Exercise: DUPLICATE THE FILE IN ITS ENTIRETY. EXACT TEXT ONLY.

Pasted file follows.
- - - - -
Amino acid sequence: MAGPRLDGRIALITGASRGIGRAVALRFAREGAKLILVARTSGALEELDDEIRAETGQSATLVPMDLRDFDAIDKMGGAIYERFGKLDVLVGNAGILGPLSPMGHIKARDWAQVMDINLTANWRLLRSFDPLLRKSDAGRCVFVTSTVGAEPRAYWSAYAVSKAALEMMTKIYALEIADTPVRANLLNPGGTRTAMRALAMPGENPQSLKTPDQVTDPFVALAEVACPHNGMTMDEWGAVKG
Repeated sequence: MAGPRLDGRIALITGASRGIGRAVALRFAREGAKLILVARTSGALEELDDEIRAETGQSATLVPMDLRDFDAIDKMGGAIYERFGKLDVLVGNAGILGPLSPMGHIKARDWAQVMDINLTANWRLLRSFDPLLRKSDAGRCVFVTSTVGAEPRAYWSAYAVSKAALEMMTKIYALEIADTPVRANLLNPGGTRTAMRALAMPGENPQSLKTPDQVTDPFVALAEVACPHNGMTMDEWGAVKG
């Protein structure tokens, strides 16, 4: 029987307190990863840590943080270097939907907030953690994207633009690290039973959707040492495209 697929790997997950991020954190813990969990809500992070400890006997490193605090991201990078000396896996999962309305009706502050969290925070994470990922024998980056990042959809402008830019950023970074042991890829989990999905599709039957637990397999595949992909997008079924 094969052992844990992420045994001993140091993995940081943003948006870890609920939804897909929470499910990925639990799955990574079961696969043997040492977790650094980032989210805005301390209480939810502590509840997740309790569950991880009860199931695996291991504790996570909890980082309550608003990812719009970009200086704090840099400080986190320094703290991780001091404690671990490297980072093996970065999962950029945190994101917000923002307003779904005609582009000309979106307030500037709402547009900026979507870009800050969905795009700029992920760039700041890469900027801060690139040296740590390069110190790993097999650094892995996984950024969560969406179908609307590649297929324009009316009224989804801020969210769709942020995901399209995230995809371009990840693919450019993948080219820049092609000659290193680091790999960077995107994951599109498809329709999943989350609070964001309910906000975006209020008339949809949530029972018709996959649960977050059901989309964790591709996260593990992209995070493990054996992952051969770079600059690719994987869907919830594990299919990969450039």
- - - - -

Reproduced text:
Amino acid sequence: MAGPRLDGRIALITGASRGIGRAVALRFAREGAKLILVARTSGALEELDDEIRAETGQSATLVPMDLRDFDAIDKMGGAIYERFGKLDVLVGNAGILGPLSPMGHIKARDWAQVMDINLTANWRLLRSFDPLLRKSDAGRCVFVTSTVGAEPRAYWSAYAVSKAALEMMTKIYALEIADTPVRANLLNPGGTRTAMRALAMPGENPQSLKTPDQVTDPFVALAEVACPHNGMTMDEWGAVKG
Repeated sequence: MAGPRLDGRIALITGASRGIGRAVALRFAREGAKLILVARTSGALEELDDEIRAETGQSATLVPMDLRDFDAIDKMGGAIYERFGKLDVLVGNAGILGPLSPMGHIKARDWAQVMDINLTANWRLLRSFDPLLRKSDAGRCVFVTSTVGAEPRAYWSAYAVSKAALEMMTKIYALEIADTPVRANLLNPGGTRTAMRALAMPGENPQSLKTPDQVTDPFVALAEVACPHNGMTMDEWGAVKG
């Protein structure tokens, strides 16, 4: 029987307190990863840590943080270097939907907030953690994207633009690290039973959707040492495209 697929790997997950991020954190813990969990809500992070400890006997490193605090991201990078000396896996999962309305009706502050969290925070994470990922024998980056990042959809402008830019950023970074042991890829989990999905599709039957637990397999595949992909997008079924 094969052992844990992420045994001993140091993995940081943003948006870890609920939804897909929470499910990925639990799955990574079961696969043997040492977790650094980032989210805005301390209480939810502590509840997740309790569950991880009860199931695996291991504790996570909890980082309550608003990812719009970009200086704090840099400080986190320094703290991780001091404690671990490297980072093996970065999962950029945190994101917000923002307003779904005609582009000309979106307030500037709402547009900026979507870009800050969905795009700029992920760039700041890469900027801060690139040296740590390069110190790993097999650094892995996984950024969560969406179908609307590649297929324009009316009224989804801020969210769709942020995901399209995230995809371009990840693919450019993948080219820049092609000659290193680091790999960077995107994951599109498809329709999943989350609070964001309910906000975006209020008339949809949530029972018709996959649960977050059901989309964790591709996260593990992209995070493990054996992952051969770079600059690719994987869907919830594990299919990969450039």